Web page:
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  4. I do not agree with everything here, but you definitely make the best case for Latin and ritual. It is not clear at all to me that the faithful suddenly understood the prayers or their beliefs better once the mass went to the vernacular (which by the way was not mandated by Vatican II, but left to the discretion of the local ordinaries, i.e. the bishops). If anything, the vernacular encourages the very thing you seem to wish to transcend: the limits of the localized consciousness of the ego.

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  5. Hmmm... I agree, but the case is more involved. Yes, there is a place for something like a church, and with advancing secularization, we've seen the clear trend towards people self-reporting as "spiritual, not religious." and I think that is really a key to the trend.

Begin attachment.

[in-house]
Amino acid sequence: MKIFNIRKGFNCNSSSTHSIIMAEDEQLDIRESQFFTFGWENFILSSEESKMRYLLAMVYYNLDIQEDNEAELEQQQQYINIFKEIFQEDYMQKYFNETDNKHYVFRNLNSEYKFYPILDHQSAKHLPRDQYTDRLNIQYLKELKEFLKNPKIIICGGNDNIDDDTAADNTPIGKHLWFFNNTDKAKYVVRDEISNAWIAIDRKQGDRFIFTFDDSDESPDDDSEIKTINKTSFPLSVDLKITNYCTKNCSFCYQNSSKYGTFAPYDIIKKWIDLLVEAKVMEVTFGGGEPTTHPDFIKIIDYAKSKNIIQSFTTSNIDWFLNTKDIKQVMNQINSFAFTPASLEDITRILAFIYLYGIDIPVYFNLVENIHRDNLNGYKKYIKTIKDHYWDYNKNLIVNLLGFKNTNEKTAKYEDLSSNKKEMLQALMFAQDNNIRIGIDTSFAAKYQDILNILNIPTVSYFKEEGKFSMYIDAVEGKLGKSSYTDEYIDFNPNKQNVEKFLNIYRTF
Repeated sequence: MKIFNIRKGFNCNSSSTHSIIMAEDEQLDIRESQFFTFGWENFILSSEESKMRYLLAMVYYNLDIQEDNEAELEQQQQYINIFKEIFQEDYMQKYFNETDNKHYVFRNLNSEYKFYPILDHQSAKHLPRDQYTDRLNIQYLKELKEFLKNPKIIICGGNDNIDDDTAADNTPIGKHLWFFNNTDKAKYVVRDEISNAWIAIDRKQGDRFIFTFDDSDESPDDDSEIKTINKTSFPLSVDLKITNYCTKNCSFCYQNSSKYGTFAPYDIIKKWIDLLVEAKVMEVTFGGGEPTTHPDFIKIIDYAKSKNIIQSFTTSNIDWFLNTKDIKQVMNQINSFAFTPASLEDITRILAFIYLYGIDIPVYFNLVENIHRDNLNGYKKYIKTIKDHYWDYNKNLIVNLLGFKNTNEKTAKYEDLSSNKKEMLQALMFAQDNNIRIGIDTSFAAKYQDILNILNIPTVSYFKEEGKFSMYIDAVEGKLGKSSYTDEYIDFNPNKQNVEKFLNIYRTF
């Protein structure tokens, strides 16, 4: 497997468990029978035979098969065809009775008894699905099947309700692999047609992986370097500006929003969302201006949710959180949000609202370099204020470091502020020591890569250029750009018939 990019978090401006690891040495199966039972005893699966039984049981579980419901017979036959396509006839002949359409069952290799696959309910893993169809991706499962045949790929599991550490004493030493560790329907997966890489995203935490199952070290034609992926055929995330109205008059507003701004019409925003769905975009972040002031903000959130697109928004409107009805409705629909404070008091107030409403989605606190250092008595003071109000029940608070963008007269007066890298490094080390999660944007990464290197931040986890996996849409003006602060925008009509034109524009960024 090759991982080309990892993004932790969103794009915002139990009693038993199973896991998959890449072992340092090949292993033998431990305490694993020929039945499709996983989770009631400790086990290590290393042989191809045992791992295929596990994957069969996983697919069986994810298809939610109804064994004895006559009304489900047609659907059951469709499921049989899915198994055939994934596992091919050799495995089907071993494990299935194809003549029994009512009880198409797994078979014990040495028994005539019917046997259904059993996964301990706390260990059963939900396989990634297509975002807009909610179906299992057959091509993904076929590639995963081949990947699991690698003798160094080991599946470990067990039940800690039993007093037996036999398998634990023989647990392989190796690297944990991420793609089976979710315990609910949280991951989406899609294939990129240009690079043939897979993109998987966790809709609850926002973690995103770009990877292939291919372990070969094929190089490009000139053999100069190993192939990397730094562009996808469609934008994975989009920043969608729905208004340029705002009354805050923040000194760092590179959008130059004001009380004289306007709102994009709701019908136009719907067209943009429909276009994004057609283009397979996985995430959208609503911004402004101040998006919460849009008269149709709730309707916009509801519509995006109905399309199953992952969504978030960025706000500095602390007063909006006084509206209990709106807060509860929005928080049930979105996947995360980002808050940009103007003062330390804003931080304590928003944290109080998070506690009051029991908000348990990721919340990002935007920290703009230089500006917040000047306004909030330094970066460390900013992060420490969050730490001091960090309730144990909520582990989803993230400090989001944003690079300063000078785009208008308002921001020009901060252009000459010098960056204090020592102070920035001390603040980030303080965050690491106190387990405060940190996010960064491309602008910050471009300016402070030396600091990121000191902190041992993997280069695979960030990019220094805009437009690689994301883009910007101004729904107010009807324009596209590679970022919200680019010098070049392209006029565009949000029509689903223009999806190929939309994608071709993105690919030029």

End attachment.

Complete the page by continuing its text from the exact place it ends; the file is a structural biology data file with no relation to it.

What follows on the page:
In my early 20's I studied Hebrew Bible with rector Tom Naastenpad in Rotterdam, who was a bit of a rebel in the RC church - his girlfriend had a front-row seat in his services. Eventually, he left the church though, as did free thinkers like Malachi Martin, Ivan Ilich, and many others, though I always loved the comment of Arthur Edward Waite, who said that while he was not a member of any church, if he had to choose one it would be catholic, not because he agreed with them, but because there could only be one church.